The traditional garnish for a Boston Sour is Angostura bitters, dotted onto the eggwhite foam. Decant your Angostura into a bitters bottle with a dasher top or into an eyedropper for greater precision. Dot the egg white (or aquafaba) foam with

one or two parallel lines of three dots, then, using the dropper or a cocktail pick, draw a line down the center of the dots to achieve tiny hearts. This adds an extra bit of artistry, whimsy, and flavor to the cocktail. Once you have mastered the basic garnish, you can experiment with other shapes and figures, or even cut out your own logo or design from a plastic deli lid and use an atomizer filled with Angostura to spray the stencil. 

Boston Sour

2 oz whiskey
1 oz lemon juice
¾ oz rich simple syrup
1 egg white (or 1 oz egg whites or aquafaba)
Instructions: combine ingredients in a shaker. Add ice, shake vigorously. Strain out ice, shake vigorously again. Double strain into coupe or stemmed glass. Garnish with Angostura dotted on top of the foam.

The New York Sour

The New York Sour is a bit of an oddball, but a cocktail that has been popping up on cocktail menus more frequently. This breed of sour is widely accepted to date back to the late 19th century with a birthplace that does not logically follow the name: Chicago. 

This drink also goes under the name of the “Continental Sour” and it may be that the name was given due to New York having a reputation for high society, luxury hotels, and bustling commerce (though it also played host to the other end of that spectrum with slums, tenements, and poor working conditions). Regardless of the origin, the New York Sour is considered one of the main types of whiskey-based sour cocktails every bartender should know how to craft. 


New York Sour

2 oz whiskey
1 oz lemon juice
¾ oz rich simple syrup
½ oz red wine (suggest a more fruit-forward varietal such as Malbec or Zinfandel)
Instructions: combine ingredients except for wine in a shaker. Add ice, shake vigorously. Strain over ice in a short glass. Float wine across the top by pouring gently on top of the drink.

Making Your Own Signature Sour

Nothing elevates a bartender’s acumen like crafting your own cocktails. Experimenting with flavors, proportions, and presentation encourages flexing the basics and pushing creativity to craft new, delightful quaffs. Once you master the three basic types of sours, begin to add in different spirits, sweeteners, citrus varieties, and flavors. 

My personal favorite creation is the Ginger Sour, which I craft with whiskey or gin, deploying either a ginger-infused syrup or muddling fresh ginger. The addition of the piquant ginger adds an edge to the otherwise soft-palated drink, while also enhancing its refreshing nature. Ginger is also a common ingredient that is easy to find and has wide appeal. So, what will your signature sour be?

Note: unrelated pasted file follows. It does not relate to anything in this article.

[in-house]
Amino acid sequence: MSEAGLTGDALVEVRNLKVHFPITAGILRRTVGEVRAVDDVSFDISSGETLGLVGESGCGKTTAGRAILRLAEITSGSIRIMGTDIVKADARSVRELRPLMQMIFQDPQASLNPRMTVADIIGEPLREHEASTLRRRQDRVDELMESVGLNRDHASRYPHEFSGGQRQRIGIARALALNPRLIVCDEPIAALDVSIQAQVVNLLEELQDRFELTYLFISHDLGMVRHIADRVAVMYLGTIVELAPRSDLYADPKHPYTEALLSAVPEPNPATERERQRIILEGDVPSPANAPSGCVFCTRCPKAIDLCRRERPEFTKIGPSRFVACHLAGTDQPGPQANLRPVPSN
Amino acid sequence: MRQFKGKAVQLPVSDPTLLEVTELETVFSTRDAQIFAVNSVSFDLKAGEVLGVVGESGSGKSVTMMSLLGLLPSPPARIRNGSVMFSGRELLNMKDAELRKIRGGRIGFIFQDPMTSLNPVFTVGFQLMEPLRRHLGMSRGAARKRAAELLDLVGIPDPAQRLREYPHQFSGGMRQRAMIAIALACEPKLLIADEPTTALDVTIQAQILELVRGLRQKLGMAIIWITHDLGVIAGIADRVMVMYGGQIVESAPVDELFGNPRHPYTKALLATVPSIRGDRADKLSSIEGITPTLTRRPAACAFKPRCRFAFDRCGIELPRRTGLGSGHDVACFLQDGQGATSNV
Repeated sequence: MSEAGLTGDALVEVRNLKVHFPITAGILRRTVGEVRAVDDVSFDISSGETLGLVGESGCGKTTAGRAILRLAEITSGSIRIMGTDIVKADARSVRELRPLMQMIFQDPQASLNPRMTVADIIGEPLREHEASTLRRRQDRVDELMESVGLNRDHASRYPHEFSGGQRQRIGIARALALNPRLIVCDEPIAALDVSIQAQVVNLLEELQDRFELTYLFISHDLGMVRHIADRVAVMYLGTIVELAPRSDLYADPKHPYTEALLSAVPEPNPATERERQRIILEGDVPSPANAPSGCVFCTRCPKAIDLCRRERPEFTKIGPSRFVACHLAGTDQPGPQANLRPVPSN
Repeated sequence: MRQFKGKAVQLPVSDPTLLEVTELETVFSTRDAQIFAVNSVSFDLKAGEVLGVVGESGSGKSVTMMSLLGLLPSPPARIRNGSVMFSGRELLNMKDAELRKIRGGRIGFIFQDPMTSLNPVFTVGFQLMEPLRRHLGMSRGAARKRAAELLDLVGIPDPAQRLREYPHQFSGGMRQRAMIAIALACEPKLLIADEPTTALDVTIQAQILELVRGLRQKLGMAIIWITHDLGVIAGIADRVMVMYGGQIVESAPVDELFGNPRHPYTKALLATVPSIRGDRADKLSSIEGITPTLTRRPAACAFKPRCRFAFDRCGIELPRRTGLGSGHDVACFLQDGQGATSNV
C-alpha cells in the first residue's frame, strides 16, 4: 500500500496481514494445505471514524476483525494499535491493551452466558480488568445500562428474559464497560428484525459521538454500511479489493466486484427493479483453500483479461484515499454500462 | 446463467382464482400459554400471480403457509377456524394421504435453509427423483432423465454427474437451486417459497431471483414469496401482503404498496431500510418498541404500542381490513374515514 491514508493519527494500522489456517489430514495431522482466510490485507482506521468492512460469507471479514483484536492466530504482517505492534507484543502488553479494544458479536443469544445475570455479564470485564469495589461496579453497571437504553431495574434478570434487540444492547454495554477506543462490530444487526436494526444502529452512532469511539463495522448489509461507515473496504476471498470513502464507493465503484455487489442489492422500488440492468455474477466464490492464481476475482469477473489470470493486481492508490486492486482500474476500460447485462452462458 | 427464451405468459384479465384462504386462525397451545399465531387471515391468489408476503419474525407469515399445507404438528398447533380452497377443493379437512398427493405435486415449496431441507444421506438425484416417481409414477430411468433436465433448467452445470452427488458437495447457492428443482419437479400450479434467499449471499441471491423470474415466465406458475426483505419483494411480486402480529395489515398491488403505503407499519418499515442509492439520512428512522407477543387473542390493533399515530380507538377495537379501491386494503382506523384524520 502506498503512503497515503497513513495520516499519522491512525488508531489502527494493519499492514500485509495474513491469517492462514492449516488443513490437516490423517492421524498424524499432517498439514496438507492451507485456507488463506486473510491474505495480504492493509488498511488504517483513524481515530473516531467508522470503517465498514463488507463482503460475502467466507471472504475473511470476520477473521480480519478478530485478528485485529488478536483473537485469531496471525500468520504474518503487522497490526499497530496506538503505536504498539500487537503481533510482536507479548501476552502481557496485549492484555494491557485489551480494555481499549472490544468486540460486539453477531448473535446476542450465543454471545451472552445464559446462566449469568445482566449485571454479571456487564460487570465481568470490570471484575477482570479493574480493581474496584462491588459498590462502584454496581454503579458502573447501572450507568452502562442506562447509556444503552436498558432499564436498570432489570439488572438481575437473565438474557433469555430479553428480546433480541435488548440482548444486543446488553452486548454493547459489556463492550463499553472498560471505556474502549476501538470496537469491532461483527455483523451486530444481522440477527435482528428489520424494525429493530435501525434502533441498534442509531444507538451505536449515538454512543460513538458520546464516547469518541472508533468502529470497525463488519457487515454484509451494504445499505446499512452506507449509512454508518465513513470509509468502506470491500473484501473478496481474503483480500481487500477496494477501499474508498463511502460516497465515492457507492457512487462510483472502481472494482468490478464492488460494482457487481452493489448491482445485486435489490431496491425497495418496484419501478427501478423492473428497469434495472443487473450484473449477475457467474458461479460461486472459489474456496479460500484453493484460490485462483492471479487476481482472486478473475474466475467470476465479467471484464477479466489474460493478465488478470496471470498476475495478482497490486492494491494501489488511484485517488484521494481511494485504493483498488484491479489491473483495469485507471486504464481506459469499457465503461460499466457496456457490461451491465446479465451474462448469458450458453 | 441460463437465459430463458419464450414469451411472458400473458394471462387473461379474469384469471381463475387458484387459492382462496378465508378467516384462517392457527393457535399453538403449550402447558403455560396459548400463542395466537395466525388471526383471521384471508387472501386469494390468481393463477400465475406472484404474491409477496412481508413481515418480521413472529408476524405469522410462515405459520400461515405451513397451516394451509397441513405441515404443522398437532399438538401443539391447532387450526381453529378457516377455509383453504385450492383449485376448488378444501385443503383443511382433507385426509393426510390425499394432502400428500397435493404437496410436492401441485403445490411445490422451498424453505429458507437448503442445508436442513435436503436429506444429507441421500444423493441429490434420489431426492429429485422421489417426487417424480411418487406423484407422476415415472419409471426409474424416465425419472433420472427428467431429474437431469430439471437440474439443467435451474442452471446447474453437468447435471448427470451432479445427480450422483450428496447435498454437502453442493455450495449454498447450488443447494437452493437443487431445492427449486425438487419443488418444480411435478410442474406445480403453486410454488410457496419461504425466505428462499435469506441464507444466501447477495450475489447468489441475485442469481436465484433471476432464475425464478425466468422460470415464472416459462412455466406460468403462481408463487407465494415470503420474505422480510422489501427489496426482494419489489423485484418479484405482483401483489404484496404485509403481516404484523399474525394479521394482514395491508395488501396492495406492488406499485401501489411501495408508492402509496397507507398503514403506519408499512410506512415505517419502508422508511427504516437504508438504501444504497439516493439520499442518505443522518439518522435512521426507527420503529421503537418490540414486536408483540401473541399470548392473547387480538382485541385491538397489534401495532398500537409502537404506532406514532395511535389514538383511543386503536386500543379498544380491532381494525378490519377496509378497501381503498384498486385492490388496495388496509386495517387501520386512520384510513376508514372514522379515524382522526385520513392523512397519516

Erin’s Ginger Whiskey Sour
2 oz whiskey
1 oz lemon juice
¾ oz rich simple syrup
1 inch fresh ginger
1 egg white (or 1 oz egg whites or aquafaba)
Instructions: combine ingredients except for egg white in a shaker. Peel and dice one inch of fresh ginger, muddle. Add egg or aquafaba. Add ice, shake vigorously. Strain out ice, shake vigorously again. Double strain into coupe or stemmed glass. Garnish with a slice of candied ginger.

How Much Does Bartending School Cost?

How Much Does Bartending School Cost?

Bartending school tuition is an investment that every bartender needs to make at some point.

Many students leave bar school jobless with empty pockets.

New bartenders should have realistic expectations upon entering bartending school and avoid pouring thousands of dollars into bartending school. A bartending diploma issues no guarantees.

Bar owners favor experience to save their training costs. Furthermore, these owners are motivated to hire bartenders with certifications for lower insurance premiums.

Barman giving whiskey glass with booze – closeup.

Some would argue that a majority of successful bartenders never planned to become bartenders. Instead, they started as waiters, waitresses, and busboys.  They worked their way up.

 Bartending school catapults people to their career faster than “climbing up the ladder.”

I think the best way to approach the bartending school question involves your personal goals in becoming a bartender.

If you want to learn how to become a bartender as a career and not just a job, it’s important to advance your way up to it.   To work through all of the roles in a bar will help you better understand the entirety of bar operation.

If, however, you are more interested in jumping into a bartending job, bartending school is a good way to get a jump-start on the basics that every bartender must know.

What Will You’ll Learn in School?

Despite whether you learn online or in-person, the core content remains similar. Online courses are easier to fit into your schedule, however, they only deliver visual knowledge, not hands-on experience. Flashy videos can be informative and helpful learning basic knowledge.

Bartending is a hands-on process. Most graduates of an online course will not feel ready on for a bartending job. It is important to participate in an in-person lesson or class.

Courses will involve managing a bar, drink recipes, organization, running a POS (point of sale) machine, and learning alcohol safety. Schools typically run two to seven weeks. Graduates of shorter schools tend to feel comfortable with only basic knowledge.

Bartending schools come in all shapes and sizes, and what and how much you learn depends on which one you choose.

Longer courses often involve added training in table service, more advanced drinks, flair bartending tricks, and a variety of additional information. Oftentimes the more extensive courses will involve having the students actually go into a bar either to shadow a real bartender or do a bit of real bartending themselves.

How Much Does it Cost?